Holiday Hospitality and Christian Mission

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The holidays are perhaps the time when hospitality is most on our mind. For some, the word conjures up thoughts of a house full of welcomed guests, a table full of special foods, and hearts full of warm feelings. For others (maybe most?), the mere mention of holiday hospitality brings to mind crazy uncles, ugly Christmas sweaters, and that funny smelling casserole that your aunt makes.

Whatever your thoughts on the matter, hospitality is not an option for the Christian. In fact, it is a distinctive of the people of God. Hospitality is woven into the very fabric of our faith.lmeal-with-jesus-v2_2

Throughout the Old Testament, the people of God were commanded to welcome the sojourner (think Deut 10:19). The New Testament does not ease up on the issue either. Instead, the kingdom of God is radically inclusive, making no distinction between peoples. One need look no further than Jesus’ parable of the good samaritan (Luke 10) for a proper understanding of loving your neighbor.

In his book, A Meal with Jesus, Tim Chester does an excellent job of showcasing how Jesus used a ministry of hospitality as a means of mission. If you have not read this book, you should, and you can find it here.

But the real reason I’m writing this post is to highlight a specific instance of gospel-centered hospitality.

In addition to working at the seminary, I also pastor a local church in North Raleigh. Wednesday night, as I was winding down for the evening, I got a text message from one of our church members with a simple note to pray for he and his family, as they were headed to dinner with a Muslim family he knew through work.

To give you the backstory, our church has placed special focus on reaching the West African population in our area. North Raleigh is home to a large pocket of West African Muslims, and we have decided it is our responsibility to reach them. So, upon finding out that one of his coworkers was West African, this young man decided to become his friend.

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West African Thiéboudienne, a traditional meal of fish and rice. This is the shot my friend snapped as he was eating at their house.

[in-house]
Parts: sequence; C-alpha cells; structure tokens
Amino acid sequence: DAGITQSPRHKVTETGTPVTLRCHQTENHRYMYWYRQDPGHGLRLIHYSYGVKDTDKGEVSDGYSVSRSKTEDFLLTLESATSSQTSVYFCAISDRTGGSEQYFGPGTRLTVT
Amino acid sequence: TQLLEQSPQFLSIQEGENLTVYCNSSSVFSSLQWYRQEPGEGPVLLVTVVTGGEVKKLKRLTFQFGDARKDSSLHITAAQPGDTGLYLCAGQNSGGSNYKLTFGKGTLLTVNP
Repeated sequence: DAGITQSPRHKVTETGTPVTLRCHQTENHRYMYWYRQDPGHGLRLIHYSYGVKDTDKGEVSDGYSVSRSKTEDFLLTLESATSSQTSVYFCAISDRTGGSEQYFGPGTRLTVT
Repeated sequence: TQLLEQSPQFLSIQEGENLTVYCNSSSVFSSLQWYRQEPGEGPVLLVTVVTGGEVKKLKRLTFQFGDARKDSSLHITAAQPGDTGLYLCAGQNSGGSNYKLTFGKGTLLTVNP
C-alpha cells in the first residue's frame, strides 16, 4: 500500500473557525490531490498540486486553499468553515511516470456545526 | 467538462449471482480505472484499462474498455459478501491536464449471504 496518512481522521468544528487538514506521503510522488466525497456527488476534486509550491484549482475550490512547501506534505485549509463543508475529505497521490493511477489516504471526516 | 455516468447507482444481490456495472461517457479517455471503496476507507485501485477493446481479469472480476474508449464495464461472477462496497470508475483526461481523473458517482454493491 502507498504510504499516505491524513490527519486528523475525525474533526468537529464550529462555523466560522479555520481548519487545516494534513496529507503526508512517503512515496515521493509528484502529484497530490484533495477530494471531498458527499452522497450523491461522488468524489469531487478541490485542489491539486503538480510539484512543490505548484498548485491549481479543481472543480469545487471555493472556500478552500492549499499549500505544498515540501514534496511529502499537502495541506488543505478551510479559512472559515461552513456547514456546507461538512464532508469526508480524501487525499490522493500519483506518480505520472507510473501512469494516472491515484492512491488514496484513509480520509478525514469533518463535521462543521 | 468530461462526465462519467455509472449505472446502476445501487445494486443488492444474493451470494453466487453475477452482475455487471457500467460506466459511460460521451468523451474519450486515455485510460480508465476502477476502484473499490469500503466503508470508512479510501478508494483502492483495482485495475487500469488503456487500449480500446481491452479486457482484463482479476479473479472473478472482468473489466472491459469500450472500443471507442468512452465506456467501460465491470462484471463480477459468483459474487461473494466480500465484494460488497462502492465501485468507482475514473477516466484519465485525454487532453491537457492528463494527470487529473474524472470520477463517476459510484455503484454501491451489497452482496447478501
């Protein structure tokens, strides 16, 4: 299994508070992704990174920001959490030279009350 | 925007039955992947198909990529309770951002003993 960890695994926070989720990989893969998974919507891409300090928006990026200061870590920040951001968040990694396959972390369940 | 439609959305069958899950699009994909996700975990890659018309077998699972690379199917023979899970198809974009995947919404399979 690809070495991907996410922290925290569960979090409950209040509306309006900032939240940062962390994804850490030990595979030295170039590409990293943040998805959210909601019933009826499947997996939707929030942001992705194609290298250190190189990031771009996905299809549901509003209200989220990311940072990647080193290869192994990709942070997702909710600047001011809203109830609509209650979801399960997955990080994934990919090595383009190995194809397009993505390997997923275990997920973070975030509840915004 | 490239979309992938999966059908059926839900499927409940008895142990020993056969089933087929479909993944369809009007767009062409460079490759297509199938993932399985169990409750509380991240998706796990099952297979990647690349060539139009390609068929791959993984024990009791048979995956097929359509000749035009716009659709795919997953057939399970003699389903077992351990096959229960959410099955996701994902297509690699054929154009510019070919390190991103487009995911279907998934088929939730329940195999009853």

It was a rough go at first, as the conversations were hard and often superficial. So, being a former missionary to West Africa, I told him to change his tactic. I told him, to start talking about food. West Africans have a very specific style of food, and it is a piece of their culture with deep roots. Well, it was not too long before I found out he had been invited over to try their food.

Hospitality opens doors. Sharing a meal is more than a way into people’s homes, it is a way into their hearts.

 

However, our American culture does a good job of walling us off in our homes, places we see as refuge from the world. Fight that temptation to make your house a castle. In actuality, it is the most expensive ministry tool you own. Steward it well.

In a world where so many different cultures of people live in the same space, hospitality is more important than ever. In fact, it may be the best tool we have to make the gospel known to people very different than us. Consider inviting your lost neighbor over for a meal. Or, as the family in our church did, invite yourself over to their place for a meal!ip-check.ruvosstanovit-file.ruзаполнение контента сайтараскрутка сайтов тольятти

Keelan Cook Administrator
Senior Church Consultant

Keelan leads the Peoples Next Door project and is a Senior Church Consultant with the Union Baptist Association in Houston, TX. He is working on a PhD in Missiology at Southeastern Baptist Theological Seminary. In previous years, he spent time as a church planter in West Africa with the IMB and doing ethno-graphic research in Washington, DC with NAMB.

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Posted in Blog, Missions Resources.

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